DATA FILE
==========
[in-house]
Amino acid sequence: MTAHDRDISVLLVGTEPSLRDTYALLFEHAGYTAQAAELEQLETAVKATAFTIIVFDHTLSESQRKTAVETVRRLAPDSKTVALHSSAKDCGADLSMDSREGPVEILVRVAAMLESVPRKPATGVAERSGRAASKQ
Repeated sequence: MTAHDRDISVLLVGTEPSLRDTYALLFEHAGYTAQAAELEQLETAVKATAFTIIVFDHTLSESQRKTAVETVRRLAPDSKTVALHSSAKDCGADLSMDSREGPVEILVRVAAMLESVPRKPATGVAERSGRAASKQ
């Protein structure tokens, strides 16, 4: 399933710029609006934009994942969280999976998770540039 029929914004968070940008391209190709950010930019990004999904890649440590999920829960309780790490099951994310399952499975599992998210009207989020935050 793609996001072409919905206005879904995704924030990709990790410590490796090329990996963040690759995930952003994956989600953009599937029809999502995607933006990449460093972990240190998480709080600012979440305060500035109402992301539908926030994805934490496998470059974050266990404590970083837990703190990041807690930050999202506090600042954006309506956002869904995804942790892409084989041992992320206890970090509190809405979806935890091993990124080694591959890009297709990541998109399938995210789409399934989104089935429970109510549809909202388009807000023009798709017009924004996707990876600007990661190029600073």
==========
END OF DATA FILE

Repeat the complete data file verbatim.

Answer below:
[in-house]
Amino acid sequence: MTAHDRDISVLLVGTEPSLRDTYALLFEHAGYTAQAAELEQLETAVKATAFTIIVFDHTLSESQRKTAVETVRRLAPDSKTVALHSSAKDCGADLSMDSREGPVEILVRVAAMLESVPRKPATGVAERSGRAASKQ
Repeated sequence: MTAHDRDISVLLVGTEPSLRDTYALLFEHAGYTAQAAELEQLETAVKATAFTIIVFDHTLSESQRKTAVETVRRLAPDSKTVALHSSAKDCGADLSMDSREGPVEILVRVAAMLESVPRKPATGVAERSGRAASKQ
């Protein structure tokens, strides 16, 4: 399933710029609006934009994942969280999976998770540039 029929914004968070940008391209190709950010930019990004999904890649440590999920829960309780790490099951994310399952499975599992998210009207989020935050 793609996001072409919905206005879904995704924030990709990790410590490796090329990996963040690759995930952003994956989600953009599937029809999502995607933006990449460093972990240190998480709080600012979440305060500035109402992301539908926030994805934490496998470059974050266990404590970083837990703190990041807690930050999202506090600042954006309506956002869904995804942790892409084989041992992320206890970090509190809405979806935890091993990124080694591959890009297709990541998109399938995210789409399934989104089935429970109510549809909202388009807000023009798709017009924004996707990876600007990661190029600073």